Derek Twigg: Under the spending review 2004 efficiency programme, the MOD was required to achieve £2.83 billion of cumulative input and output efficiency savings by the end of 2007-08. Deputy Chief of the Defence Staff (Health) Higher Level Budget (DCDS(H) HLB) delivered £102 million of this target in output efficiencies. This was achieved primarily in the patient care pathways through the Defence Rehabilitation Programme. By improving access to diagnosis, rehabilitation and orthopaedic surgery the MOD saved an estimated 1.27 million deployable man-days in 2007-08 that would otherwise have been lost while individuals waited for treatment.
Des Browne: The Defence Budget for the period 2008-09 to 2010-11 is set out in the 2007 Comprehensive Spending Review and pre-Budget-report (CM 7227). The Budget for 2011-12 and beyond will be set as part of the next spending review.
Mrs. May: To ask the Secretary of State for Defence what independent inquiries have been commissioned by his Department in the last five years; what the (a) purpose and (b) cost was of each; and what steps were taken following each. 
We announced on 14 May 2008, Official Report, columns 60-61WS, an independent inquiry into the death of Baha Mousa, who died in British custody in Iraq in September 2003. The terms of reference are being determined.
To establish the exact circumstances and events that led to the loss by MOD of personal data; to examine the adequacy of the steps taken to prevent any recurrence, and of MOD policy, practice and management arrangements in respect of the protection of personal data more generally; to make recommendations; and to report to MOD's Permanent Secretary not later than 30 April 2008.
In light of the board of inquiry report: to examine the arrangements for assuring the airworthiness and safe operation of the Nimrod MR2 in the period from its introduction in 1979 to the accident on 2 September 2006, including hazard analysis, the safety case compiled in 2005, maintenance arrangements, and responses to any earlier incidents which might have highlighted the risk and led to corrective action;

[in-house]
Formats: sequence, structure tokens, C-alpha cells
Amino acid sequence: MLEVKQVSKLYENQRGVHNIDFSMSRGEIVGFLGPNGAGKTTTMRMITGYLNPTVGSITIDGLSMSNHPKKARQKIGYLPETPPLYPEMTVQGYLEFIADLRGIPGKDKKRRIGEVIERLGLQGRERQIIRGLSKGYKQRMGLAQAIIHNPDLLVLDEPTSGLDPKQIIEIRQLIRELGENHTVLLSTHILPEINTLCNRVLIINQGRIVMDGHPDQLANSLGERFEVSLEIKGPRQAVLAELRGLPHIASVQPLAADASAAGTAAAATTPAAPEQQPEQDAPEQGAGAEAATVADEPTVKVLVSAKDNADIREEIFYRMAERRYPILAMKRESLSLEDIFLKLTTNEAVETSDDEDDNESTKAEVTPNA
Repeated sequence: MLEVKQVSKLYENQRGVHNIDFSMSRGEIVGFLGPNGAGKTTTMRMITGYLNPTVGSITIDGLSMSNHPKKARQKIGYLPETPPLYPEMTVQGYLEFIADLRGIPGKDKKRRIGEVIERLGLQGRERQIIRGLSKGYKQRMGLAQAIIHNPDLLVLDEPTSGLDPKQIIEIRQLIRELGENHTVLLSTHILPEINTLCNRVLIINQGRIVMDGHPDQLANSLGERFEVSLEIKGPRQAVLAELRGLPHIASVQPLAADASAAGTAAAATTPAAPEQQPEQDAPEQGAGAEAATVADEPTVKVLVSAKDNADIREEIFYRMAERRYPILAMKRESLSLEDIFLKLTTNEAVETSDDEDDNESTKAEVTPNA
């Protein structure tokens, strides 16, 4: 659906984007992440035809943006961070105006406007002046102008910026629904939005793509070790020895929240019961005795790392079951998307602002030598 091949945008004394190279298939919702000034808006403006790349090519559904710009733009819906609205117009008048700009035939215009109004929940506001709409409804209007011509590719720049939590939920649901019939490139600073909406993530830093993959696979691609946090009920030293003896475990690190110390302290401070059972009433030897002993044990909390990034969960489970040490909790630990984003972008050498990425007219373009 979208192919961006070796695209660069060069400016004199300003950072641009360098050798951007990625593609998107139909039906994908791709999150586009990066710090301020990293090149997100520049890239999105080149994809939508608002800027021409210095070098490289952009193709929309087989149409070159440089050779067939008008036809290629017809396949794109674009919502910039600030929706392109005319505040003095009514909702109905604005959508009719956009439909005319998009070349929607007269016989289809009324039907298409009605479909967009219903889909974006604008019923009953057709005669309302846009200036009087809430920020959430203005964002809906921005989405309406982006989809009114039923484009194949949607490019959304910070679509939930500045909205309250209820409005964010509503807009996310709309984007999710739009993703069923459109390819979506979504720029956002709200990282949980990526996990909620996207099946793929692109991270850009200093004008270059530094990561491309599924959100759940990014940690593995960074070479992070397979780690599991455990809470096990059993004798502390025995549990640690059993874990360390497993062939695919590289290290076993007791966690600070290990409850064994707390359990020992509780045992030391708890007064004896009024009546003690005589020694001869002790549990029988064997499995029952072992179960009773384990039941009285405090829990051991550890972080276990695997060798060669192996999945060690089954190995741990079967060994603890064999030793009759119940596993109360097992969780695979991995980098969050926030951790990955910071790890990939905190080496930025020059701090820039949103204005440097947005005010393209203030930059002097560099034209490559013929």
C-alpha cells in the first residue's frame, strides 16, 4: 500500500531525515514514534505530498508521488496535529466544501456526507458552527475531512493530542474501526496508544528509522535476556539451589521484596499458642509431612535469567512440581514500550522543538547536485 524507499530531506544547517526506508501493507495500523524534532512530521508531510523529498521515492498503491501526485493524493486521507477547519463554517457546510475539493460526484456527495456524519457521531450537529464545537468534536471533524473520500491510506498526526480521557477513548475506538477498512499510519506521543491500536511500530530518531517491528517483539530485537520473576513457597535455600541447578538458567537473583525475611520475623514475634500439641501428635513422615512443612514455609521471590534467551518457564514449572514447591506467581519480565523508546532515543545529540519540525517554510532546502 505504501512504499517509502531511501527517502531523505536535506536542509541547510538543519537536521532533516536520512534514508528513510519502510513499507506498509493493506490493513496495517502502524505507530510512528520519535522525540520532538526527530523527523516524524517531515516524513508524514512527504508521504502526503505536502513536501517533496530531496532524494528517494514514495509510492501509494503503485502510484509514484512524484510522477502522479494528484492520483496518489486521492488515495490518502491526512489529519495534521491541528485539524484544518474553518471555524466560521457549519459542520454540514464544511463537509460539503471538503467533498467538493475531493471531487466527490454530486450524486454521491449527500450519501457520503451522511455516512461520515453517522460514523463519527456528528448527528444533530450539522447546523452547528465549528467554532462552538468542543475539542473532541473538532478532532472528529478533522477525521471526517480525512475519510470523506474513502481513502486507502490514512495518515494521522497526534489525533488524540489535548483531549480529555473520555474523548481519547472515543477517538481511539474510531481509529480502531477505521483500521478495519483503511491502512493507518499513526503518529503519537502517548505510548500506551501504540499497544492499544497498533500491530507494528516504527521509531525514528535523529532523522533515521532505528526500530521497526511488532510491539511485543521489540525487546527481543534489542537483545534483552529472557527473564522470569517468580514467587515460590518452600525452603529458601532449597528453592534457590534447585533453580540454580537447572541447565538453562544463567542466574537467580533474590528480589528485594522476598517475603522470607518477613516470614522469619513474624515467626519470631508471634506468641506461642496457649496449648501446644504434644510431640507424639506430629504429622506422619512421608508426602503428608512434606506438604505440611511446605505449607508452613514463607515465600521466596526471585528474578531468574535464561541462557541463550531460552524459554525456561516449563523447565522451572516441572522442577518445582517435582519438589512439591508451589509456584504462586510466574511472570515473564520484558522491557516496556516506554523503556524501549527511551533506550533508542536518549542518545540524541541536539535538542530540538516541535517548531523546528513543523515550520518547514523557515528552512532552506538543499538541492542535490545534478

To assess where responsibility lies for any failures and what lessons are to be learned;
To assess more broadly the process for compiling safety cases, taking account of best practice in the civilian and military world; and
To make recommendations to the Secretary of State as soon as practicable, if necessary by way of interim report.
The first was on operational aspects of the incident including risk and threat assessment, strategic and operational planning, tactical decisions, rules of engagement, training, equipment and resources. The HCDC has been fully briefed on recommendations, and on progress in relation to the full implementation of the resulting action plan. The costs of this review were not collated centrally but were restricted to travel costs.
To conduct a review of media access to individual personnel involved in operations, particularly in such high-profile incidents. The review is to draw on all relevant experience, including recent incidents and other high-profile incidents; consider how best to manage the complex issues at play, including in balancing our responsibilities to support our people and their families, to safeguard the security of our people and operations, to protect the reputation of the services, and to meet the requirements of transparency in a demanding media environment; and identify lessons and make recommendations for any necessary changes in policy, regulations, processes and practice, including in relation to media payments to our personnel.
Urgently to review the circumstances surrounding the deaths of four soldiers at Princess Royal Barracks, Deepcut between 1995 and 2002 in light of available material and any representations that might be made in this regard, and to produce a report.
The total cost of the review was £866,980. The Government's response was announced on 13 June 2006, Official Report, column 637W. Since then, Dr. Susan Atkins has been appointed as the first Service Complaints Commissioner, and a new service complaints process came into effect on 1 January 2008.